AIDS is not recent news, but its global threat must never be ignored. HIV/AIDS has progressed steadily in El Salvador over the past 20 years. As is true in many poor countries, ignorance, discrimination and an underfunded health care system create conditions where the disease can spread. The USAID Country Profile, December 2004 has statistics on the current reach of the disease in El Salvador:
Since AIDS was first identified in El Salvador 1984, the epidemic has grown steadily, especially in urban areas. More cases have been reported since January 1999 than in all previous years. The Joint United Nations Programme on HIV/AIDS (UNAIDS) currently estimates that by the end of 2003, 29,000 adults and children were living with HIV/AIDS, yielding an adult prevalence of 0.7 percent....
El Salvador is considered to have a concentrated epidemic, with prevalence consistently exceeding 5 percent in one or more vulnerable populations: commercial sex workers, in some cases, as high as 10 percent; tuberculosis patients, 3 percent; sexually transmitted infection patients, 5 percent; and surgical patients, 7 percent. A 1996-97 study of street children showed an infection rate of more than 20 percent, and new data suggest the HIV prevalence among men who have sex with men is as high as 17.8 percent....
Although the government began initial HIV/AIDS prevention activities as early as 1988, a great deal of stigma surrounding HIV persists in El Salvador. The epidemic remains largely hidden and too often is associated with inevitable death, homosexuality, and punishment for immoral behavior. El Salvador was the last country in the region to pass legislation protecting patient rights and guaranteeing access to treatment (law number 588, passed 2001). The law originally included a provision to allow compulsory testing of employees, but that provision was removed before passage.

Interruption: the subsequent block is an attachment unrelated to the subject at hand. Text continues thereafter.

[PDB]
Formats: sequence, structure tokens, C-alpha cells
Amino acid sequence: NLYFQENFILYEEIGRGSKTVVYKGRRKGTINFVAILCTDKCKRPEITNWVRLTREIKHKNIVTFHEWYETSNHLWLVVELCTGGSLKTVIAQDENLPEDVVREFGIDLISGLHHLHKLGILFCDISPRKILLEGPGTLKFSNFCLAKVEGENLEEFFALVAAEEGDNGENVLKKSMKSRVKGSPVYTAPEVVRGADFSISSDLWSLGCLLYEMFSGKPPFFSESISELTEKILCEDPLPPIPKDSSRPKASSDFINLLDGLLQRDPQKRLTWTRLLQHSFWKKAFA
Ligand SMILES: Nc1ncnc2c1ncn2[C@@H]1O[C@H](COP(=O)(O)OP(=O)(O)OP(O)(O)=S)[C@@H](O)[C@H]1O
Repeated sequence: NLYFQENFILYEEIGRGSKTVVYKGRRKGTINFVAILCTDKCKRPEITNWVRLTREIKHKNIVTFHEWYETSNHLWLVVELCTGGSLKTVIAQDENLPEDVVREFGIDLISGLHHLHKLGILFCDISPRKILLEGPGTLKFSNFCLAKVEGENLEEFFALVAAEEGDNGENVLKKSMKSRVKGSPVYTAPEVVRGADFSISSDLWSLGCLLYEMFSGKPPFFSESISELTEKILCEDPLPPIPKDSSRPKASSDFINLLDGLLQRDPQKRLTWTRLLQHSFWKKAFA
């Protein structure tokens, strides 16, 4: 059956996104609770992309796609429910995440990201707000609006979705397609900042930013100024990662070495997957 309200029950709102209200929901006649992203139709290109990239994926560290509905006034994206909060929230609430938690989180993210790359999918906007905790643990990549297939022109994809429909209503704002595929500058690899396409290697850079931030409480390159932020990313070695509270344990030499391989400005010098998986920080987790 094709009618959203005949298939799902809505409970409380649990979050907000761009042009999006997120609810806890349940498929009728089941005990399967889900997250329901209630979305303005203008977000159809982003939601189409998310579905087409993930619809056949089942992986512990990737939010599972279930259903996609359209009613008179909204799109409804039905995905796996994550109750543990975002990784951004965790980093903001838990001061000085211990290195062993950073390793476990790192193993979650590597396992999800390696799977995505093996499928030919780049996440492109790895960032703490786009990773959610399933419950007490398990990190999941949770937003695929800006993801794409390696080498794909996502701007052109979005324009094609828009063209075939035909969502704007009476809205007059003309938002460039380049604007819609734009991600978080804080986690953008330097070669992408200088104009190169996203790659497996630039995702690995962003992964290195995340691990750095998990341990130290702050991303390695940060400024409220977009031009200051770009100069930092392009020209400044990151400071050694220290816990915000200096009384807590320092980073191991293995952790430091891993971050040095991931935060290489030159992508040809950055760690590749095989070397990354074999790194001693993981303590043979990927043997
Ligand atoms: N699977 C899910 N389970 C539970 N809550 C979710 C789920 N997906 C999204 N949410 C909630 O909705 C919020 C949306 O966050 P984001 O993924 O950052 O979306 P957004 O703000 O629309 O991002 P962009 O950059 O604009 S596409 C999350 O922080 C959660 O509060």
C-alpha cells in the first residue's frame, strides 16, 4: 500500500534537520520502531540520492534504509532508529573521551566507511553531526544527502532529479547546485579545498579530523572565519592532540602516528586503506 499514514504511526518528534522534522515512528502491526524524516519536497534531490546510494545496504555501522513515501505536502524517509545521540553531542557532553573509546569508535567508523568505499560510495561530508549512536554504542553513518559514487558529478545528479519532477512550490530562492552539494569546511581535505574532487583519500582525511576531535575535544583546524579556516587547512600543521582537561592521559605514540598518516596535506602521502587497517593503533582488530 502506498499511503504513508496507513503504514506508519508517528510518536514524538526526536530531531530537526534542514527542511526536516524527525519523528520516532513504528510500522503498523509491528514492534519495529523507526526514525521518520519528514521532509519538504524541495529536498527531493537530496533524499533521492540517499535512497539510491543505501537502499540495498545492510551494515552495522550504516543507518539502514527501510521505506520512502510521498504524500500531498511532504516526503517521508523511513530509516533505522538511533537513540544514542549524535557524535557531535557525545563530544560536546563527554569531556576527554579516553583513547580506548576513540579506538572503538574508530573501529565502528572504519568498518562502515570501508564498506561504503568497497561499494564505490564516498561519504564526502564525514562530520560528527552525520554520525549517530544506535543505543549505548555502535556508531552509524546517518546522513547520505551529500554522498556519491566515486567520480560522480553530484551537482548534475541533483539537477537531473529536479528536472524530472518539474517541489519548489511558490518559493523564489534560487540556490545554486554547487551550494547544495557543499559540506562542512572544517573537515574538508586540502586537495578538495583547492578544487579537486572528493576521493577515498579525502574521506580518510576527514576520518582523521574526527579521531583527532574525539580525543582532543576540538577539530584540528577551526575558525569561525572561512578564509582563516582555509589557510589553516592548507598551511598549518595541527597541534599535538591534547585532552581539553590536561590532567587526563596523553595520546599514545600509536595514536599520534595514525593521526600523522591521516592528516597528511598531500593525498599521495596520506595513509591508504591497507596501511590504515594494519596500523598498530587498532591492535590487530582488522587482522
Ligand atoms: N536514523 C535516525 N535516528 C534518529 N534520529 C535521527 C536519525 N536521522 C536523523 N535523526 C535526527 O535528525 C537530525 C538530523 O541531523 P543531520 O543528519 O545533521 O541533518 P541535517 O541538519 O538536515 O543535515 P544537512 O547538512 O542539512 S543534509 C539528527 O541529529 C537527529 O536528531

El Salvador's National AIDS Program, established in 1989, works in close relationship with various ministries and civil society. The country has a multisectoral national AIDS coordination mechanism that is highly active. There is some donor support, as well as evidence of commitment from high-level authorities and the private sector. El Salvador was approved for funding from the Global Fund to Fight AIDS, Tuberculosis and Malaria in the second round.
An article from 2003 titled Living with AIDS in El Salvador describes the stigma surrounding the disease:
Discrimination continues to abound. In the hospitals, if someone dies of AIDS, the parents are forced to clean the body in order to be permitted to take it from the hospital.
Patients who arrive at the hospital with AIDS sometimes find a public sign on their beds announcing "Patient with AIDS." Most family members of those who have died of AIDS hide the diagnosis for fear that there will be repercussions.
Efforts to fight HIV/AIDS are being made in the country. The Joint United Nations Program on HIV/AIDS has a report on efforts by the government of El Salvador and UN programs here. FUNDASIDA is a local Salvadoran organization which operates a clinic and advocates for victims of the disease.